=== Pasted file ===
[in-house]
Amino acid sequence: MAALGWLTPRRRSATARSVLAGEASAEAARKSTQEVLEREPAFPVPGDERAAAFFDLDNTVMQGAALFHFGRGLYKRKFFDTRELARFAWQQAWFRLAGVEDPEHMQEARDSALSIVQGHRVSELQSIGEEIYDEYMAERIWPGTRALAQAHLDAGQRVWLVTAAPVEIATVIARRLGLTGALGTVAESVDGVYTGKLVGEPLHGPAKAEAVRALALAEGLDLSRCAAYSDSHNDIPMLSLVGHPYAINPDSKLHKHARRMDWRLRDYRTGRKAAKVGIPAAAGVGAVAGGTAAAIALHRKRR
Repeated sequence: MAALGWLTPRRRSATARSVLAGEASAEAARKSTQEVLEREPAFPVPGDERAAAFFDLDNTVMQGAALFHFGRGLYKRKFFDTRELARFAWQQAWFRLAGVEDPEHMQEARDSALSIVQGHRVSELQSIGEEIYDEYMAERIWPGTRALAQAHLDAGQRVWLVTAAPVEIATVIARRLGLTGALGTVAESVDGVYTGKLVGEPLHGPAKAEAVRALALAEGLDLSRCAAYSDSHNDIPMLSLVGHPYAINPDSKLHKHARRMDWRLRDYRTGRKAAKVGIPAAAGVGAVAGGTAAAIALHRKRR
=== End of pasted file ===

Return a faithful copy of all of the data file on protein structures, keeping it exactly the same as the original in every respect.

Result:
[in-house]
Amino acid sequence: MAALGWLTPRRRSATARSVLAGEASAEAARKSTQEVLEREPAFPVPGDERAAAFFDLDNTVMQGAALFHFGRGLYKRKFFDTRELARFAWQQAWFRLAGVEDPEHMQEARDSALSIVQGHRVSELQSIGEEIYDEYMAERIWPGTRALAQAHLDAGQRVWLVTAAPVEIATVIARRLGLTGALGTVAESVDGVYTGKLVGEPLHGPAKAEAVRALALAEGLDLSRCAAYSDSHNDIPMLSLVGHPYAINPDSKLHKHARRMDWRLRDYRTGRKAAKVGIPAAAGVGAVAGGTAAAIALHRKRR
Repeated sequence: MAALGWLTPRRRSATARSVLAGEASAEAARKSTQEVLEREPAFPVPGDERAAAFFDLDNTVMQGAALFHFGRGLYKRKFFDTRELARFAWQQAWFRLAGVEDPEHMQEARDSALSIVQGHRVSELQSIGEEIYDEYMAERIWPGTRALAQAHLDAGQRVWLVTAAPVEIATVIARRLGLTGALGTVAESVDGVYTGKLVGEPLHGPAKAEAVRALALAEGLDLSRCAAYSDSHNDIPMLSLVGHPYAINPDSKLHKHARRMDWRLRDYRTGRKAAKVGIPAAAGVGAVAGGTAAAIALHRKRR